The U.S. Supreme Court heard arguments Tuesday in a case concerning the power of the president to fire the head of a federal agency without cause.
Presidential Oversight Of CFPB In Question
The judges of the High Court were divided in their remarks, mostly by political leaning, over whether the president can fire the head of the Consumer Financial Protection Bureau for any reason. The CFPB is a single-director agency that was created as part of the Dodd-Frank Wall Street Reform and Consumer Protection Act passed in the aftermath of the global financial crisis in 2010.
Seila Law LLC, a California-based firm, sued the CFPB and argued that the agency did not have the right to investigate on the basis of it being unconstitutionally insulated from presidential oversight.
The CFPB director is appointed by the president and approved by the Congress for a five-year term. The president has the power to fire the CFPB director for probable causes including "inefficiency, neglect of duty or malfeasance in office," according to The Associated Press.
Kavanaugh Sees Trouble For Next President
Associate Justice Brett Kavanaugh said the limits on presidential power would actually spell trouble for their immediate successor.
"It's really the next [president] who's going to face the issue, because the head of this agency will go at least three or four years into the next [president's] term, and the [next president] might have a completely different conception of consumer financial regulatory issues yet will be able to do nothing about it," Kavanaugh said.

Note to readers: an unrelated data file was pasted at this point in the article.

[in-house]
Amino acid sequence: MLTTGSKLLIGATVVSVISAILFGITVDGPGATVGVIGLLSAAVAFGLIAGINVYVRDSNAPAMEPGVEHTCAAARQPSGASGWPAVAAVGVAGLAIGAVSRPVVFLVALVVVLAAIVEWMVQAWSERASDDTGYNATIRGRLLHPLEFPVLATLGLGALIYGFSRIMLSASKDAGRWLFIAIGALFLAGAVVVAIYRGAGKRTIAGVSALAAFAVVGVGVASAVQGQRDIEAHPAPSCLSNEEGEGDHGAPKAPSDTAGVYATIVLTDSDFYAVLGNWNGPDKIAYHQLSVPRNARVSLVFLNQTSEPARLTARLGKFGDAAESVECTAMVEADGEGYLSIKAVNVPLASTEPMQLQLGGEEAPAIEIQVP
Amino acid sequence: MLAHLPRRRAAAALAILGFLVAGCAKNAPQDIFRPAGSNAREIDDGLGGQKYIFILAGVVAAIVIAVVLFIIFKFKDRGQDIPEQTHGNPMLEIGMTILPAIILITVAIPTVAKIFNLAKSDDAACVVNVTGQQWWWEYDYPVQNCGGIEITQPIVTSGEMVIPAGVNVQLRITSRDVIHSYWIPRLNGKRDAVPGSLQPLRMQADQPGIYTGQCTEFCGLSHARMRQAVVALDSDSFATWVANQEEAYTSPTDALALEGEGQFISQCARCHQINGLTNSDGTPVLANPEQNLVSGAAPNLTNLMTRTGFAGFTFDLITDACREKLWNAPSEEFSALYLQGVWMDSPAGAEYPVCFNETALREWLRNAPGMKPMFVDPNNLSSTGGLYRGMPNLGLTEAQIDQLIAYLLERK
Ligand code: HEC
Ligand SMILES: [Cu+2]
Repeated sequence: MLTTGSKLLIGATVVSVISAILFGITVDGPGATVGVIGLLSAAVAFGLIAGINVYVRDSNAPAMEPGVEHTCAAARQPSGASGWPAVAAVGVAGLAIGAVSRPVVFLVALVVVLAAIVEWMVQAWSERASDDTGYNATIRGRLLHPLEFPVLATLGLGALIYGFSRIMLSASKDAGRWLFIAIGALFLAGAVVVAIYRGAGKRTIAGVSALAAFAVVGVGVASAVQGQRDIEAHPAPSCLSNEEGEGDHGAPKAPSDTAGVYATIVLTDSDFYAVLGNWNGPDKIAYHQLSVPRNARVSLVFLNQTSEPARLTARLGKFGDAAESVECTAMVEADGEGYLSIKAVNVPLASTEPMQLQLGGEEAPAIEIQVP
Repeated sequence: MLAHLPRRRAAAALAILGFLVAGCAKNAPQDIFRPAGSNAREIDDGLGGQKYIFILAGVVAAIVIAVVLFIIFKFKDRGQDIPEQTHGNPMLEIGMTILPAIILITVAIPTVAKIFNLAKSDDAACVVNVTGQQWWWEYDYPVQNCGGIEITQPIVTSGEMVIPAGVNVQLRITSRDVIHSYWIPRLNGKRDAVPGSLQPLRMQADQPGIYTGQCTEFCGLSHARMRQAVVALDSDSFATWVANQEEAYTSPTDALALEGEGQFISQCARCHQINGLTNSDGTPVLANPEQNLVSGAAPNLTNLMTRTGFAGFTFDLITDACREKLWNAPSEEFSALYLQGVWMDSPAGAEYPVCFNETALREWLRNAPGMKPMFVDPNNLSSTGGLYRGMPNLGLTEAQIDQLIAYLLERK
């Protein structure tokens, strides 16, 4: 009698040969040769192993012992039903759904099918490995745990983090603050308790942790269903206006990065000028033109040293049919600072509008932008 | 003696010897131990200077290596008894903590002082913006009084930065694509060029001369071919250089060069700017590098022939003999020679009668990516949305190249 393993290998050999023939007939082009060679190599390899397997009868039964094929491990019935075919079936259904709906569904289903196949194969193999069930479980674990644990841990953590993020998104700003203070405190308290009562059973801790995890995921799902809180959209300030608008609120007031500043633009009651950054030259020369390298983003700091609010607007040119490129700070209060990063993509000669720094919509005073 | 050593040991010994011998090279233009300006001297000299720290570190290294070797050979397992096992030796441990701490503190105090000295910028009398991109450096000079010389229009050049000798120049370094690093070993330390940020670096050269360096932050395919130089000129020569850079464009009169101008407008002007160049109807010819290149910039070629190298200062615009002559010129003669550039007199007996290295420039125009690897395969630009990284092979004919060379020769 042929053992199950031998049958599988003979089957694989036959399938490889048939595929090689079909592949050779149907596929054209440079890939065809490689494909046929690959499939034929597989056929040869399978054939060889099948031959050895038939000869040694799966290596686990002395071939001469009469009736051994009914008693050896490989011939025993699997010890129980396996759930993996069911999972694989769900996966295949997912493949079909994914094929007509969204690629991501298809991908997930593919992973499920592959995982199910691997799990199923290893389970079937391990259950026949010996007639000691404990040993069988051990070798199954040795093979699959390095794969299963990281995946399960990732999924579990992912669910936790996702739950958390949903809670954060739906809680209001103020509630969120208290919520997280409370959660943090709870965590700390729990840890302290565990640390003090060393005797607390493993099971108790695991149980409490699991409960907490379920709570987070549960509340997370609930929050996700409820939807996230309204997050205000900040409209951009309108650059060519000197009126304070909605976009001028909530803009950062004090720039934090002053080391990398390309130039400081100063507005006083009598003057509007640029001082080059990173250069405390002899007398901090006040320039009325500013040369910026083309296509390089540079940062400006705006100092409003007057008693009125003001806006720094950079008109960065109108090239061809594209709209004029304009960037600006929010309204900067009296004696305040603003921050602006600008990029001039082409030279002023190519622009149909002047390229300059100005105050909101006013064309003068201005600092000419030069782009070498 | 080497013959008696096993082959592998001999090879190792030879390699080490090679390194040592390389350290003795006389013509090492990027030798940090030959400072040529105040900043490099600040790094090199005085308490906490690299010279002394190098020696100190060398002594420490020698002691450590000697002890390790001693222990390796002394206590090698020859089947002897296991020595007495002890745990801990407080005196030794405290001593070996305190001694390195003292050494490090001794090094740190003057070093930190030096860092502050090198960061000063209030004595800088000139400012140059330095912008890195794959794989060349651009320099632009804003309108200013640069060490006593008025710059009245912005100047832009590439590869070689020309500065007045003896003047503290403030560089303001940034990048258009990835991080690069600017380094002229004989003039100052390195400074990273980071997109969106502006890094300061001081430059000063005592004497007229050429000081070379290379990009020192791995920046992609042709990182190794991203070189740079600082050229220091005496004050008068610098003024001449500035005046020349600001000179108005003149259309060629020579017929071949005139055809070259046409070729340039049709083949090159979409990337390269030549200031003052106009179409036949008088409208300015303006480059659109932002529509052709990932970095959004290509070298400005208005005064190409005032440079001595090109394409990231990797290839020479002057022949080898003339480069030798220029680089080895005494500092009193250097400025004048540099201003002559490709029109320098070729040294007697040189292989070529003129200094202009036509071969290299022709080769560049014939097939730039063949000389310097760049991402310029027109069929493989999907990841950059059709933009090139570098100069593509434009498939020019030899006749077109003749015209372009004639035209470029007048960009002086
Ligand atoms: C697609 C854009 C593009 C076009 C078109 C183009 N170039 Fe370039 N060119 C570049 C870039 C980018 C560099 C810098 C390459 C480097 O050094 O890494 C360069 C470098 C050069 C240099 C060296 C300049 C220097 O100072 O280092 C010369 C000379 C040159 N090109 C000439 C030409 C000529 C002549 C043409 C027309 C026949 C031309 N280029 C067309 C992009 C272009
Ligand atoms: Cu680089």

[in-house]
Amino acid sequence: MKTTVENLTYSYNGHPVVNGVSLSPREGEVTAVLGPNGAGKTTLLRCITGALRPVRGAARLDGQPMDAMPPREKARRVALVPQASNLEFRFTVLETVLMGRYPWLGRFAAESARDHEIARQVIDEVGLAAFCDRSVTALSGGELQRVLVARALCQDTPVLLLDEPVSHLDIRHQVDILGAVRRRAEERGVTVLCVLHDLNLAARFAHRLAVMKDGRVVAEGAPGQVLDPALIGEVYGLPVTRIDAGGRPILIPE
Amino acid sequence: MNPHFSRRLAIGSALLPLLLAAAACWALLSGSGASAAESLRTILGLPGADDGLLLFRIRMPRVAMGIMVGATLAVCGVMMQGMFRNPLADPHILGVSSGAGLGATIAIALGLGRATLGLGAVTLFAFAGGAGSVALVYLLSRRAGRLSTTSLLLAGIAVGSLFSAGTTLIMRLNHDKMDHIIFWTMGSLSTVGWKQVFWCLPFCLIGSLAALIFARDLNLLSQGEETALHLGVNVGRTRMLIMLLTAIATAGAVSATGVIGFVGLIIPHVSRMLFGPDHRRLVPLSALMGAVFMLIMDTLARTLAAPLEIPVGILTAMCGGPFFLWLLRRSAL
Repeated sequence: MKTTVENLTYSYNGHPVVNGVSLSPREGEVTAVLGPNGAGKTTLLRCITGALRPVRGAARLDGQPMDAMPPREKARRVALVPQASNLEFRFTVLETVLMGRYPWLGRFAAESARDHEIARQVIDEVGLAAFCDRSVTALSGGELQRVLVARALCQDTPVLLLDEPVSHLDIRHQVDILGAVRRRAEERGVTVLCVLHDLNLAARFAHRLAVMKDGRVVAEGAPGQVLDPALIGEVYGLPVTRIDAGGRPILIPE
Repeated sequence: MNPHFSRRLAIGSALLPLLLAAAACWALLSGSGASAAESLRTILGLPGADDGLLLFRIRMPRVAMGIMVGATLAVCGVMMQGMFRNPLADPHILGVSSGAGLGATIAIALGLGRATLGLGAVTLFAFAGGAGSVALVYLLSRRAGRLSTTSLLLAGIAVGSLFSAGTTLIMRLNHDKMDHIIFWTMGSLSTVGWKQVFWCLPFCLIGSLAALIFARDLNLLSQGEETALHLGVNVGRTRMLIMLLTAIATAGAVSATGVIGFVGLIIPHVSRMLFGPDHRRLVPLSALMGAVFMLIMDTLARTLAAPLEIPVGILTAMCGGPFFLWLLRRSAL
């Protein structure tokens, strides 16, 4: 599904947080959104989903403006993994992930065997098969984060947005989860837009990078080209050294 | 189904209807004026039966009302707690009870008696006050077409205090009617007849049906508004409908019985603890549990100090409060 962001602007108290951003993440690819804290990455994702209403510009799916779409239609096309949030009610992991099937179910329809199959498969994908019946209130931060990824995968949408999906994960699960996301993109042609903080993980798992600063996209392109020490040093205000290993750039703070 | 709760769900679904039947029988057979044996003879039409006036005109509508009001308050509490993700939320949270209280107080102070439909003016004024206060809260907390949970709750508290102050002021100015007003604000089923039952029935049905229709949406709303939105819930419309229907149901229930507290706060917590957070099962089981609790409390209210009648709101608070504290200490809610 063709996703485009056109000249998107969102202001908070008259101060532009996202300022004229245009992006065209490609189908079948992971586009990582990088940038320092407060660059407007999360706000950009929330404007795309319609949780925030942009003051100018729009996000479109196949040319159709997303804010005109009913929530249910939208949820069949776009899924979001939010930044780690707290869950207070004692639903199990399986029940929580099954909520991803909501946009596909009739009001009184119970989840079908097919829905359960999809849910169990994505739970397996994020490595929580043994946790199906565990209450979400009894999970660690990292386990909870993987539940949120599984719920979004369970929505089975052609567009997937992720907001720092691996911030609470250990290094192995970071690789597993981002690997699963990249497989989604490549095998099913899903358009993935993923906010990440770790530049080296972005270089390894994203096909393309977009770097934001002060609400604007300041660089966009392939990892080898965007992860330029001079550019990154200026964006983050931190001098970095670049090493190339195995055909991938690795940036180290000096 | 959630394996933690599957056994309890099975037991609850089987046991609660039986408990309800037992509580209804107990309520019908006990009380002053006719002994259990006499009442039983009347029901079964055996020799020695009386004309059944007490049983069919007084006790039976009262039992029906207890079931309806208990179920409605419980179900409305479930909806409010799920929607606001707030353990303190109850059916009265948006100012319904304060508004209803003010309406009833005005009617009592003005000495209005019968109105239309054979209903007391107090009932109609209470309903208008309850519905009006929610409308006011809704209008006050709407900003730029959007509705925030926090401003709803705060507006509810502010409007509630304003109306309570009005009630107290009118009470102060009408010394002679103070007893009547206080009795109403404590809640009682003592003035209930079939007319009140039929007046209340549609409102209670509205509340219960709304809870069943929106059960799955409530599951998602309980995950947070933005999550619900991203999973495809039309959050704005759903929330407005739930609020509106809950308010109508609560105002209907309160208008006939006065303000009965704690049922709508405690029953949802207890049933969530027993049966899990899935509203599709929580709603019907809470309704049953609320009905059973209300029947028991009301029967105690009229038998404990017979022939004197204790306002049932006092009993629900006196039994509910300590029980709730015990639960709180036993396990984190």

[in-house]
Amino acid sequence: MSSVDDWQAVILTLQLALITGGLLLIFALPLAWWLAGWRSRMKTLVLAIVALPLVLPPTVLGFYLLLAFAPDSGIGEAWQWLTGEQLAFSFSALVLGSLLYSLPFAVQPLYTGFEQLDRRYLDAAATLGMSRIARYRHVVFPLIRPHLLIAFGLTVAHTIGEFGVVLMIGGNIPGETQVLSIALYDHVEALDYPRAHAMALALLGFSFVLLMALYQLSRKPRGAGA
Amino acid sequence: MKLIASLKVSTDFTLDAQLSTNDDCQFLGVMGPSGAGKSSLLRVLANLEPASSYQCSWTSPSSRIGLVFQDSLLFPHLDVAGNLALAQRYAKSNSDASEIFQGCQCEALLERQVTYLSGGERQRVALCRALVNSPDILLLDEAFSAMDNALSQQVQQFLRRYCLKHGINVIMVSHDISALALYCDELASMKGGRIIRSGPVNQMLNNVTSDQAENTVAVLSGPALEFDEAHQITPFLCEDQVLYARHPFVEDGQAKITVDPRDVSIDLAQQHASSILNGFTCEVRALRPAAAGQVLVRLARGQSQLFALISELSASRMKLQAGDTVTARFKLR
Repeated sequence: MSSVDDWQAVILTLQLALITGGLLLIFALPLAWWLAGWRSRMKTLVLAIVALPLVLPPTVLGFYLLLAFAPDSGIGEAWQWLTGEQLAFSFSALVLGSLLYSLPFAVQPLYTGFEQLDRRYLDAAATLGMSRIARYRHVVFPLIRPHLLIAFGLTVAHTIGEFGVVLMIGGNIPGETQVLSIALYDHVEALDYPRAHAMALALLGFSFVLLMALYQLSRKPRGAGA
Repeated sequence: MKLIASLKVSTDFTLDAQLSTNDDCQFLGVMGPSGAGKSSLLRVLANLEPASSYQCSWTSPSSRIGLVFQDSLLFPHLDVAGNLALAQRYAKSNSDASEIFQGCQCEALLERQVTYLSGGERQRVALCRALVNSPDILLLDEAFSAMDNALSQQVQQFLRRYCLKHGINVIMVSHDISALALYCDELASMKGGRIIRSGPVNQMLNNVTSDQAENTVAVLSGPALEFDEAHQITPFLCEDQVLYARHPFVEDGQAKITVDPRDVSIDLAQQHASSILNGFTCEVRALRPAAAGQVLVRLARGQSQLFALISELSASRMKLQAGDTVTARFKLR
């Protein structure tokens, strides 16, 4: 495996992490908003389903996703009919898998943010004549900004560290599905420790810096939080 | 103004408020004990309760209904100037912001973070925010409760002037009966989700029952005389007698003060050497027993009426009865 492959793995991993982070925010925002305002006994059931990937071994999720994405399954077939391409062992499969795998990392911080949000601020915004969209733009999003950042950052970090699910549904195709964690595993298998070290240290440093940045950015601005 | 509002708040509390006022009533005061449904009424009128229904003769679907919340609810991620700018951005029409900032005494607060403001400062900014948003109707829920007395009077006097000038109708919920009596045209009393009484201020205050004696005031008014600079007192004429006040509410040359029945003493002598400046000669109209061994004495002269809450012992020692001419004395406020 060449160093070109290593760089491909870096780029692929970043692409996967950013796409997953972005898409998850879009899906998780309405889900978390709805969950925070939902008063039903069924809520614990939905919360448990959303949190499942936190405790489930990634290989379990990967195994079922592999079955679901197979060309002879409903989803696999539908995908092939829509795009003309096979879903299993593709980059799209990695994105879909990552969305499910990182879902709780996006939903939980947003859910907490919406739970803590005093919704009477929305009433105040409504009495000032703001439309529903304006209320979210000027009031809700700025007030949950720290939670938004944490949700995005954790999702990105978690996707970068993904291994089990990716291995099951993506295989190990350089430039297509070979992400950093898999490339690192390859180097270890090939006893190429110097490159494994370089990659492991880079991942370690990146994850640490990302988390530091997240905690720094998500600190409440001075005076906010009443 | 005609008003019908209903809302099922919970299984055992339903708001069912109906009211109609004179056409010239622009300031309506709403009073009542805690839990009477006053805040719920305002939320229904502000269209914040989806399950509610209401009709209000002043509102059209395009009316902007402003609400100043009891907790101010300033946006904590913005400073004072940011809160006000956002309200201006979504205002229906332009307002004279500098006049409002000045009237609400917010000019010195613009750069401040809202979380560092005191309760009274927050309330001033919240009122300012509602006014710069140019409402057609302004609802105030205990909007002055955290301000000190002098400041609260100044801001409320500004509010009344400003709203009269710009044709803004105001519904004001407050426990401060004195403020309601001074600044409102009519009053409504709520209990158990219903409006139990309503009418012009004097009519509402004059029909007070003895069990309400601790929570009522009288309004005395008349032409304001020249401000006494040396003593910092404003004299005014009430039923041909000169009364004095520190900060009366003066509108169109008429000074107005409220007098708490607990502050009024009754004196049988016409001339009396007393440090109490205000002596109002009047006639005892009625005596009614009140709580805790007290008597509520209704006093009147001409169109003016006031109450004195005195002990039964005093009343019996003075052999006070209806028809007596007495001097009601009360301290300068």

Dubbing the scenario "troubling," Kavanaugh said the CFPB is different from multi-member agencies like the Federal Trade Commission or the Securities and Exchange Commission.
Court-appointed lawyer Paul Clement, arguing for the defense, said the president can't even immediately remove the heads of the multi-member agencies.
Independence Saves Agencies From ‘Political Football,' Lawyer Says
In further arguments, Clement said that the independence of the agencies is required to serve the best interest of the people despite politics.
Taking the example of the recent novel coronavirus outbreak, Clement said a pandemic disease is being made into a political football.
"You know what makes sense, let's have the head of [the Centers for Disease Control and Prevention] be protected by for-cause removal because that'll make sure people get good advice and it doesn't become political," Clement said.
"That is the kind of sensible decision that Congress has been making for over 100 years."
On the liberal side of the bench, Associate Justice Ruth Bader Ginsburg said the restrictions on presidential power are modest.
"[It] stops the president from at whim removing someone, replacing someone with someone who is loyal to the president rather than to the consumers that the Bureau is set up to serve," Ginsburg said.
A decision in the case is expected by June, according to the AP.